Over the last couple of years, the PDA has become the latest toy of the technology crowd and has emerged as one of the hottest selling products in the market. Although sales of PDAs have cooled during the current economic downturn, they are still on track to become the new battleground, and currently two camps are being established.
Many vendors realise that PDAs could eventually outsell PCs and some day become the one piece of technology everyone could carry with them anywhere they go. In the world of PCs, Apple actually introduced the first commercial PC and tried to make it the industry standard, but in the end, Microsoft won the standards war with its Windows operating system. A similar scenario is taking place today with Palm leading the original standards battle via its Palm operating system, but Microsoft coming up fast with its own Pocket PC platform. More importantly, if Microsoft has its way, it would like to do to Palm what it did to Apple and end up with the Pocket PC getting the major portion of the PDA market.
As little as 18 months ago, it appeared that Microsoft had almost no chance of encroaching on Palm's strong industry position and gaining any serious PDA market share with the Pocket PC. But in the last 12 months, Microsoft has not only gained ground, it is now posing a real threat to Palm's present market position. With the help of Compaq, HP, Toshiba, Casio and a few new partners soon to be announced, it is starting to eat into Palm's market share and some analysts believe that Microsoft could perhaps become the platform of choice for the majority of PDA users in the future.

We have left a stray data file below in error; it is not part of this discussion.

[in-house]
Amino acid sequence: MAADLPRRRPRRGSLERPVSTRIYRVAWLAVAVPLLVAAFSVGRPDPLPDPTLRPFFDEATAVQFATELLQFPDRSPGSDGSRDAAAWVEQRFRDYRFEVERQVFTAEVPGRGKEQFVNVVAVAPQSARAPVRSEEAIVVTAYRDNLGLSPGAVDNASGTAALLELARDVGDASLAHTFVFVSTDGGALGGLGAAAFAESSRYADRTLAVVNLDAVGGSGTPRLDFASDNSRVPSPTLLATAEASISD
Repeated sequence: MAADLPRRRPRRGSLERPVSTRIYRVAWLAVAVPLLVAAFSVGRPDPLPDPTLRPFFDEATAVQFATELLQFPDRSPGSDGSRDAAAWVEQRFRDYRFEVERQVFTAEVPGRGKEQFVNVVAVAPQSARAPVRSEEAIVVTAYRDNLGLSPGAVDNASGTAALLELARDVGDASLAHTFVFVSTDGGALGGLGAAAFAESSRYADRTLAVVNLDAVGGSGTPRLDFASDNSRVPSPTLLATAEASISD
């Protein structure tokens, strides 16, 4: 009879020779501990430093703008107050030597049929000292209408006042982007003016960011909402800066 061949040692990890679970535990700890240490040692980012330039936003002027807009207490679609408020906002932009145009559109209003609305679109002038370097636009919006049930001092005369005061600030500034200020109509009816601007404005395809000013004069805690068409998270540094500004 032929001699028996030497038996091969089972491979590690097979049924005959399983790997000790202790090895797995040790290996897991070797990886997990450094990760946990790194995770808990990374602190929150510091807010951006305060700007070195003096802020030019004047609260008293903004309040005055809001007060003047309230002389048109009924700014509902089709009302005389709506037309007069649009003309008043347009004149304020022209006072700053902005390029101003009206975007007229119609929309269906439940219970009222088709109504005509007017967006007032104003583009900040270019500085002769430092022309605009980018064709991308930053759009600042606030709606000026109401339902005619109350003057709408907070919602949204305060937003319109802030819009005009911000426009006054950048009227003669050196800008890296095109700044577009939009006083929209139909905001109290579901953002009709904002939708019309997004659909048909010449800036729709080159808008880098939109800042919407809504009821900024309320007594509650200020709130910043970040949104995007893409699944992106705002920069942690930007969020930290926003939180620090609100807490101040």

How could Microsoft make such a serious run at the market this late in the PDA game? Well, the first thing it is doing is taking aim at corporate users where they have two key advantages over Palm today. The initial advantage comes from the way the Pocket PC interacts and interconnects to Microsoft-based servers and applications and seamlessly integrates within IT environments. The Pocket PC is based on Windows CE, which includes core operating system components that work well within the mainstream Windows operating system. It also includes applications like Pocket Word, Pocket Excel, Pocket Outlook and Pocket Internet Explorer, all designed to synchronise easily with their software counterparts on Microsoft-based desktops and servers.
The second advantage has come through a partnership with Compaq and Compaq's strong presence in corporate markets. Compaq has been able to sell its iPaq Pocket PC as part of its corporate server and desktop offerings and make use of its ability to service and support the Pocket PC as a part of its overall corporate programme. Also key to Microsoft's strategy are new Pocket PC offerings from HP and Toshiba that also take aim at corporate markets.
The particular emphasis on selling PDAs to business users is a critical strategic move since this market segment is starting to realise that a PDA can be an important mobile extension of corporate desktop applications. In fact, in some cases, a PDA can even provide actual mobile applications and systems to field and sales personnel that serve as extensions of corporate applications. The approach could serve Microsoft and its partners well and is going a long way towards helping them gain ground in the PDA platform wars with Palm.